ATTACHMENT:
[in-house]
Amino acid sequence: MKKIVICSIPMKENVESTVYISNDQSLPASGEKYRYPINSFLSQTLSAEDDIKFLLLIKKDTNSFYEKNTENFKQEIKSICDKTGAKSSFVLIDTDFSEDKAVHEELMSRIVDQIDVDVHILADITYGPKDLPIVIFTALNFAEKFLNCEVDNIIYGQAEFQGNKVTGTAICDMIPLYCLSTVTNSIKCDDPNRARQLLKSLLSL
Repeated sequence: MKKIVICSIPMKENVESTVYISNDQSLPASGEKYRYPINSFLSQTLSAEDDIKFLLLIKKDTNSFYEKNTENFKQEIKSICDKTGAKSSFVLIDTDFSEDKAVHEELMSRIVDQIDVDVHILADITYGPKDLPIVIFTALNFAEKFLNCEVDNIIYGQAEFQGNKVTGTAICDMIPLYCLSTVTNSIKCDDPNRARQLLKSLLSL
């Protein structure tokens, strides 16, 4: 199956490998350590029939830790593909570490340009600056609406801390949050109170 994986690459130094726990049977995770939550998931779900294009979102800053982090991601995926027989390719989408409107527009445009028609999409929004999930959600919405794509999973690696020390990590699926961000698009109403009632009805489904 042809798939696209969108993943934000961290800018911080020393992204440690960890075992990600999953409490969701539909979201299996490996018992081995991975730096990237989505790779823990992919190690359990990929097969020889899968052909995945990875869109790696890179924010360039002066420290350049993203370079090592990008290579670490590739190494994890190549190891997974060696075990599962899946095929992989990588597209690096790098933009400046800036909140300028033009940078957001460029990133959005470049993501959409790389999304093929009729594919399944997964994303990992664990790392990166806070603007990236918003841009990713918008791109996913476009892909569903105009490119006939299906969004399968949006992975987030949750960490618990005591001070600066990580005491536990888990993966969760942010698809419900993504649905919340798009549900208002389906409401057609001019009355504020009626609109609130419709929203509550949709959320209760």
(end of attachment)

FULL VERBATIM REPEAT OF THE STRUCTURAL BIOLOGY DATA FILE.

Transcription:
[in-house]
Amino acid sequence: MKKIVICSIPMKENVESTVYISNDQSLPASGEKYRYPINSFLSQTLSAEDDIKFLLLIKKDTNSFYEKNTENFKQEIKSICDKTGAKSSFVLIDTDFSEDKAVHEELMSRIVDQIDVDVHILADITYGPKDLPIVIFTALNFAEKFLNCEVDNIIYGQAEFQGNKVTGTAICDMIPLYCLSTVTNSIKCDDPNRARQLLKSLLSL
Repeated sequence: MKKIVICSIPMKENVESTVYISNDQSLPASGEKYRYPINSFLSQTLSAEDDIKFLLLIKKDTNSFYEKNTENFKQEIKSICDKTGAKSSFVLIDTDFSEDKAVHEELMSRIVDQIDVDVHILADITYGPKDLPIVIFTALNFAEKFLNCEVDNIIYGQAEFQGNKVTGTAICDMIPLYCLSTVTNSIKCDDPNRARQLLKSLLSL
């Protein structure tokens, strides 16, 4: 199956490998350590029939830790593909570490340009600056609406801390949050109170 994986690459130094726990049977995770939550998931779900294009979102800053982090991601995926027989390719989408409107527009445009028609999409929004999930959600919405794509999973690696020390990590699926961000698009109403009632009805489904 042809798939696209969108993943934000961290800018911080020393992204440690960890075992990600999953409490969701539909979201299996490996018992081995991975730096990237989505790779823990992919190690359990990929097969020889899968052909995945990875869109790696890179924010360039002066420290350049993203370079090592990008290579670490590739190494994890190549190891997974060696075990599962899946095929992989990588597209690096790098933009400046800036909140300028033009940078957001460029990133959005470049993501959409790389999304093929009729594919399944997964994303990992664990790392990166806070603007990236918003841009990713918008791109996913476009892909569903105009490119006939299906969004399968949006992975987030949750960490618990005591001070600066990580005491536990888990993966969760942010698809419900993504649905919340798009549900208002389906409401057609001019009355504020009626609109609130419709929203509550949709959320209760």